I don’t have any books that I hide! I have a couple of odd books that maybe don’t seem to fit in with the rest of mine. 95% of my books are fiction and every now and then I’ll buy something spur of the moment. For example I went to Prague last year and found it fascinating so bought a book on communism – which has never been read!!!

Which book on the shelves is your most prized, mine would be a collection of Conan Doyle stories my Great Uncle Derrick memorised and retold me on long walks and then gave me when I was older? Which books would you try and save if (heaven forbid) there was a fire?

I think my most prized books are a recipe book which belonged to my Nan. This was mysteriously in the boxed books that moved in with me though I didn’t put it there?!? It was published by Selfridges & Co in 1936. Bizarrely I’ve just tried to find it to take a pic but I can’t?!? Also my school edition of Harper Lee’s To Kill A Mockingbird because it’s a favourite and reiterates my love of reading and books. And I’d probably add How To Be Lost by Amanda Eyre Ward and Shotgun Lovesongs by Nickolas Butler because they are both books I’ve wanted to hug or as Simon would say gave me the ‘book tingle‘.

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What is the first ‘grown up’, and I don’t mean in a ‘Fifty Shades of Grey’ way, that you remember on your parent’s shelves or at the library, you really wanted to read? Did you ever get around to it and are they on your shelves now?

Regarding what grown up books I first read. My Dad was and still is an avid reader and I suppose it was him that made me read and love John Wyndham because they were on the shelf at home. We weren’t a ‘classics’ family by any means but I loved William Golding’s Lord of the Flies and George Orwell’s 1984 because of my Dad. I don’t own any Wyndham but particularly enjoyed The Chrysalids.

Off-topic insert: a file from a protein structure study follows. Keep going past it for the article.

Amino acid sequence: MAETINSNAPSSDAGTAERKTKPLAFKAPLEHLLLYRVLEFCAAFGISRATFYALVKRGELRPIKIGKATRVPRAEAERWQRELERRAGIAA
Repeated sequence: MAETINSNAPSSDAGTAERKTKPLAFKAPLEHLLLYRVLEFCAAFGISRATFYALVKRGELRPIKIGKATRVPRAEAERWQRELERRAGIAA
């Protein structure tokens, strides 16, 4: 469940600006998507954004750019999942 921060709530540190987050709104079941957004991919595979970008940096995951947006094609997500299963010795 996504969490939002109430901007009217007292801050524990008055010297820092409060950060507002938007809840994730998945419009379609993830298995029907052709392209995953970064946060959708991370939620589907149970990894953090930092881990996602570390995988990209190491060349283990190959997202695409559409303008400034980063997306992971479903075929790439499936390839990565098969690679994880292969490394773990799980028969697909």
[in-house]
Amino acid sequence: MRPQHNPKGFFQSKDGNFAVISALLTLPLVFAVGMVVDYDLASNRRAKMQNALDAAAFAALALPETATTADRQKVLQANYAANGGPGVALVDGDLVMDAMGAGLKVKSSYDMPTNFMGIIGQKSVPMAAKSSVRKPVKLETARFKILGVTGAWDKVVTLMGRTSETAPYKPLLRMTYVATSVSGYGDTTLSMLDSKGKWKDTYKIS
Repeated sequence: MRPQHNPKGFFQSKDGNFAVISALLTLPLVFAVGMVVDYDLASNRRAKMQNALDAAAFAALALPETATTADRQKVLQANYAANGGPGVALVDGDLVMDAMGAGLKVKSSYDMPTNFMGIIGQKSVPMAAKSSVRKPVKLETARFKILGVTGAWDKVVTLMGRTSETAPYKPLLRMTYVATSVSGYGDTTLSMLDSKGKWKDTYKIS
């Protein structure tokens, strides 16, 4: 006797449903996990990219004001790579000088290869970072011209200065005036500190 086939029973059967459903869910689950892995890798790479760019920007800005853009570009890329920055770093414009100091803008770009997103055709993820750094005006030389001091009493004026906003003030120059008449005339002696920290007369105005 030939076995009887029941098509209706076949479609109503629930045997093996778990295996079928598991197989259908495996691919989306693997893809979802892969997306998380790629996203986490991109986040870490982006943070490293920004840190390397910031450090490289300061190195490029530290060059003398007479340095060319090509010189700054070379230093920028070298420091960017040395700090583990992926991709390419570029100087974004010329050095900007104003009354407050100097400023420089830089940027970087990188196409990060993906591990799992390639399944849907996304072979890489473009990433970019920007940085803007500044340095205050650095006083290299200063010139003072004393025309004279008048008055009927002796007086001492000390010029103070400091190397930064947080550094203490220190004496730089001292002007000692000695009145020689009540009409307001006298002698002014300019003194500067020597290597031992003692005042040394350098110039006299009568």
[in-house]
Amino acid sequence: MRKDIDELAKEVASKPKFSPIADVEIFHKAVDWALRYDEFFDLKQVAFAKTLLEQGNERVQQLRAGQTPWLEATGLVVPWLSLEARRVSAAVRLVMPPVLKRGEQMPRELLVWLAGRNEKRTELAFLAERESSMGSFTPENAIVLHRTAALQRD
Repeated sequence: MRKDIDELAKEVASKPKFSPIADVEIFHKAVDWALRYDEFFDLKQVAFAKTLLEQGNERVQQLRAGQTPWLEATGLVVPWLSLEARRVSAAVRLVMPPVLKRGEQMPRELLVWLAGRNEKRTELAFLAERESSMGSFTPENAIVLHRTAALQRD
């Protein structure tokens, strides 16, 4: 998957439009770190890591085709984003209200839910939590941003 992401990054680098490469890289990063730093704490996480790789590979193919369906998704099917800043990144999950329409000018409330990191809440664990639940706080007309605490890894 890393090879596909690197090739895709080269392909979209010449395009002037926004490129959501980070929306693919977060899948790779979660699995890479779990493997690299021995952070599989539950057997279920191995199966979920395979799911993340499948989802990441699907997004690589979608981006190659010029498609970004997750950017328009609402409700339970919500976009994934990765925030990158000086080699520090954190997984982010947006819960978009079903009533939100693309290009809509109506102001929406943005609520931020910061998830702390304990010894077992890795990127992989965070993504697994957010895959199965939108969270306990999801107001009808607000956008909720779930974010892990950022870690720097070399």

If you love a book but have borrowed the copy do you find you have to then buy the book and have it on your bookshelves or do you just buy every book you want to read?

If I borrow a book and love it I will definitely buy a copy of my own. As a whole I buy the books I want.

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What was the last book that you added to your bookshelves?

My newest editions added to my shelves include The Repercussions by Catherine Hall as I’m a massive fan of her first two. The Red Notebook by Antoine Laurain because Twitter was shouting about it and Daunts had a beautiful window display. And Kung Fu High School by Ryan Gattis because his new book All Involved is phenomenally astounding so wanted to read his first. One kindly sent to me, added to my shelves recently is The Last Act of Love by Cathy Rentzenbrink which is a very special book and really resonated with me, for personal reasons.

Are there any books that you wish you had on your bookshelves that you don’t currently?

I wish I had more of my books from childhood on my shelves. I still have Heidi and Mallory Towers but there are lots I don’t….I shall be having words with my parents later….